Working on digital design and creative direction usually involves a lot of brainstorming. Often, the brief includes an exact set of instructions on the look and feel. These can vary from brand to brand. We do not usually get a bunch of written instructions from clients, though. We typically start by trying to reach the target of the brief. After narrowing down the various options, we draft sketches of the potential designs. In this particular case, we discussed the desired "feel" of the images with the client before we started the drawings. We were looking for cool, futuristic, and futuristic-cool designs. The styles we like the most are often reflective of the place in which they are made.
Before we started, we wanted to ensure that all the materials we had would be appropriately rendered and match producer's samples. It was essential to determine that only available metal finish would look authentic to our 3D scene. And if the material was non-matching, we needed to choose a way to get the exact look and feel without making a long-rendering scene.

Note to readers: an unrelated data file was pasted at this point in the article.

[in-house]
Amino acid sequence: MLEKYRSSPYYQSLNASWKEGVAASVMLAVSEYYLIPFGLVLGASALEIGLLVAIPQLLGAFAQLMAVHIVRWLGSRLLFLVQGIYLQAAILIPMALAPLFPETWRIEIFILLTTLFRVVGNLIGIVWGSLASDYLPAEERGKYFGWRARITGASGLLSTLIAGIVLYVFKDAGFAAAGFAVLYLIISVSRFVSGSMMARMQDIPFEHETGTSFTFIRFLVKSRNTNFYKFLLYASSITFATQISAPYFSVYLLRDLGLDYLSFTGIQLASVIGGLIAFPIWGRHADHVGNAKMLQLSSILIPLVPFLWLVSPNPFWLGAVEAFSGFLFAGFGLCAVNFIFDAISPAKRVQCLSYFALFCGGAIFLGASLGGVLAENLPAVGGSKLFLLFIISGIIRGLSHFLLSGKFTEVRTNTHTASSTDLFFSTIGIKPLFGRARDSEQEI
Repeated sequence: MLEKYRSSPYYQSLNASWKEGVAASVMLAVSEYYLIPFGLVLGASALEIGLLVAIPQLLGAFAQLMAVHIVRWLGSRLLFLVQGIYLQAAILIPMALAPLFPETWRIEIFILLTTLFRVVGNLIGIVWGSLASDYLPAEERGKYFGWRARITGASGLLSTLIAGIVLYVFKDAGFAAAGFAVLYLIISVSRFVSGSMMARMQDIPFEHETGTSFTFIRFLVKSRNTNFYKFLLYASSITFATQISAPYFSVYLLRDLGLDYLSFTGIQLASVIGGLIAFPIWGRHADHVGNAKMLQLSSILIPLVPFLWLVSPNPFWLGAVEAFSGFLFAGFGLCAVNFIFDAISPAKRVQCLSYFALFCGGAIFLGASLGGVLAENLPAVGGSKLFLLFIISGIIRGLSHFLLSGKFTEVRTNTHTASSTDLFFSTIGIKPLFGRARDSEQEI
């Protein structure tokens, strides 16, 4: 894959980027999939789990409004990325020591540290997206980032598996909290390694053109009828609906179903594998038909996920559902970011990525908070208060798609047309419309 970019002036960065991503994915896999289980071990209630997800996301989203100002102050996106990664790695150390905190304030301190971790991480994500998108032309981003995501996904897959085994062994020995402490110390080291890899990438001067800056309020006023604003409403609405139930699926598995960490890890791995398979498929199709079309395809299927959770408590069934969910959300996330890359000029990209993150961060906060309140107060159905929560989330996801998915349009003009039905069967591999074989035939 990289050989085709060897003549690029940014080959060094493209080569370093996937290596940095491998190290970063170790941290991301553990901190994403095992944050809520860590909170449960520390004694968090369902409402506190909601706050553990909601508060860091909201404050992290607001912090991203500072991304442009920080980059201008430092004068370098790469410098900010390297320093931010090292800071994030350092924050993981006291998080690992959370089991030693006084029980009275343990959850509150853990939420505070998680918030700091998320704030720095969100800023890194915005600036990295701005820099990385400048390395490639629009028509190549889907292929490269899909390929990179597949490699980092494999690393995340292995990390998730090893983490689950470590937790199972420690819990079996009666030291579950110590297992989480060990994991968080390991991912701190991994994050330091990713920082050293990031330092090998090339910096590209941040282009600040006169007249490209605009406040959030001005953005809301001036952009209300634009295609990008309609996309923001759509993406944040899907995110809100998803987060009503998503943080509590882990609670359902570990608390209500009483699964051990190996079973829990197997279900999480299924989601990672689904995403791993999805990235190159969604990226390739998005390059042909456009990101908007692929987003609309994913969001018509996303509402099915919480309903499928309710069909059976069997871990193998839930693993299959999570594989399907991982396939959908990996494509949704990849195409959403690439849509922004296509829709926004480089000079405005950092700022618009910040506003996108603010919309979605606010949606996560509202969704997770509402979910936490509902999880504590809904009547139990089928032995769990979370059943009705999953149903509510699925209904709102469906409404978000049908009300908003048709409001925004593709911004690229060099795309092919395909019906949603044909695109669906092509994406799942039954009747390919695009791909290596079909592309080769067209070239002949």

For the product line of architectural profiles, the client specified as-designed material requirements. These include gloss, light reflection, gloss, and clarity.
Designing 3D Renderings
This story is full of complexities and fun. In the beginning, we worked on 3D Studio Max. After initial work on the interior scene, we switched to the renderer to visualize the scene. After a while, the work quality starting to be satisfactory. The model would fit into the interior light environment. We iterated and improved the sketches until we finally got a visual that met the client's requirement.
The Final 3D Renderings
How do we make sure that 3D works in different sizes? We used Olli Savonen's excellent flatness limiting approach. It was an enormous pleasure to work with this client!